Ms. Behavior®: God Didn’t Put Him in Your Life

Dear Ms. Behavior:

I’ve known Tommy for a year. He always says that his boyfriend and he are breaking up, and that he and I would be great together. He also said, “I don’t know exactly why God has put you in my life, but he must know what he’s doing.”

I am not religious, but I took this as a serious statement about Tommy’s interest in me. I’ve thought a lot about being with him. I’ve waited for this breakup he promised, although my friends have been skeptical, and have warned me that it may never happen.

Well, Tommy and his boyfriend finally broke up about a week ago. This obviously should be good news.

But, last night at a party, I overheard Tommy tell this guy Al that he is finally free, and that he always has thought he and Al should be together. He said the same thing he told me: “I don’t know exactly why God has put you in my life, but he must know what he’s doing.”

I pretended not to have heard, but I was really bummed out, and left the party. As I was on my way out, I ran into an old friend, and told him what happened. He told me that Tommy had once given him the God line, too.

Should I ask Tommy about this? Or should I just back away completely?

I have feelings for him, but I also don’t want to waste my time on a dead end.

—TJ

Dear TJ:

It’s bad enough Tommy apparently has a standard line he uses, but worse that his line invokes The Almighty, as if God were his wingman in a string of potential hookups. While some truly believe God guides their every move, Tommy’s declaration sounds manipulative.

You really can’t expect to combat that level of dishonesty with discussion. Let him go, and be happy you dodged the bullet. Remember that a direct confrontation with this guy may invoke floods, vermin, locusts, and a dozen other plagues upon you.

Be happy you got off easy.

Dear Ms. Behavior:

I thought it was a good idea to introduce my oldest and dearest friend, Anna (who is also my ex), to my new girlfriend, Valerie. I’ve encouraged them to spend time together. Valerie is a great, competent, funny woman, though she is a bit high-maintenance. I always choose high-maintenance women, so it’s no surprise to anyone.

But lately, Anna takes every opportunity to bust on my girl. She says Valerie is demanding, bitchy, doesn’t appreciate what she’s got, etc. This is really stressing me out.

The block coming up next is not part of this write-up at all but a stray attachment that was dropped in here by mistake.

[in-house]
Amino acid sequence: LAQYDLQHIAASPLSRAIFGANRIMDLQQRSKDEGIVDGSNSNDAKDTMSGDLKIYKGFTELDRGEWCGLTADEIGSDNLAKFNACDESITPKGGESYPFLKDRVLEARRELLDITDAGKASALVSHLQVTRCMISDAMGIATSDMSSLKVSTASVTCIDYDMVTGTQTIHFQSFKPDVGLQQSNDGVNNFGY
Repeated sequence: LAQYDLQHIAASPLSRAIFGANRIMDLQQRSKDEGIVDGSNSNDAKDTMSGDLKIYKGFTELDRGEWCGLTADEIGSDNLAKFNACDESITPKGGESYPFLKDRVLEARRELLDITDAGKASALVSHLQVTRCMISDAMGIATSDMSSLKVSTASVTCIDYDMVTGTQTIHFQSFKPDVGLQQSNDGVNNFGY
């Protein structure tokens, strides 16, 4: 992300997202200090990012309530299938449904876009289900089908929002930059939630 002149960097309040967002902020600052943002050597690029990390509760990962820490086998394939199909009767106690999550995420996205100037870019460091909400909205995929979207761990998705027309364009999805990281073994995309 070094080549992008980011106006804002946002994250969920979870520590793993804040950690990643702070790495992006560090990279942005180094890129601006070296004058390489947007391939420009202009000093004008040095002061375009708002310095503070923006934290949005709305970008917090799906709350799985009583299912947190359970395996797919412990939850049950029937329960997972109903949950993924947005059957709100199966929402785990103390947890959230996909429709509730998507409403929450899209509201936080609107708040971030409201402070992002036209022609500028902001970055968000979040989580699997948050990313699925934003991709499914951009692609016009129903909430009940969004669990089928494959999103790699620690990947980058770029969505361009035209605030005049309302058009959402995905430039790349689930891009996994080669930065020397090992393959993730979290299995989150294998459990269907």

Truthfully, I’m beginning to see Valerie through Anna’s eyes, which is distressing, because I don’t want to be influenced by anyone else’s point of view, and I don’t want to allow Anna to ruin things. Now, I find that I’m avoiding Anna, and also trying to keep Valerie away from her.

Should I tell Valerie what Anna has said about her (with the hope she’ll recognize that some of it is true)? Or should I try to smooth things out between the two of them?

—Valerie’s Woman

Dear Valerie’s Woman:

Ms. Behavior can’t help but wonder why you and Anna broke up, but it must be for a reason. Maybe she gets drunk, and wears her panties on her head, or owns shoes and hats that offend your design sensibility. But, more likely, it’s because she’s too judgmental and very critical.

Either way, Anna is no longer your girlfriend. It also doesn’t sound like she’s necessarily the kind of friend who’s concerned with helping you to be happy, so you have no reason to allow her to have so much influence on you.

While friends often provide honest and necessary feedback about romantic prospects, sometimes, they’re not objective, especially if they’re jealous or competitive.

Your instinct to keep Anna and Valerie apart is a good one. Keep in mind, too, that you have an obligation to your girlfriend not to allow Anna (or anyone) tear her apart.

Best friend or not, Anna’s comments have the potential to damage your relationship with Valerie, so she needs to be kept on a leash (or better yet, tied up in the yard) until she behaves better.


© 2008 Meryl Cohn. Address questions and correspondence to msbehavior@aol.com. She is the author of Do What I Say: Ms. Behavior’s Guide to Gay and Lesbian Etiquette (Houghton Mifflin). Signed copies are available directly from the author.

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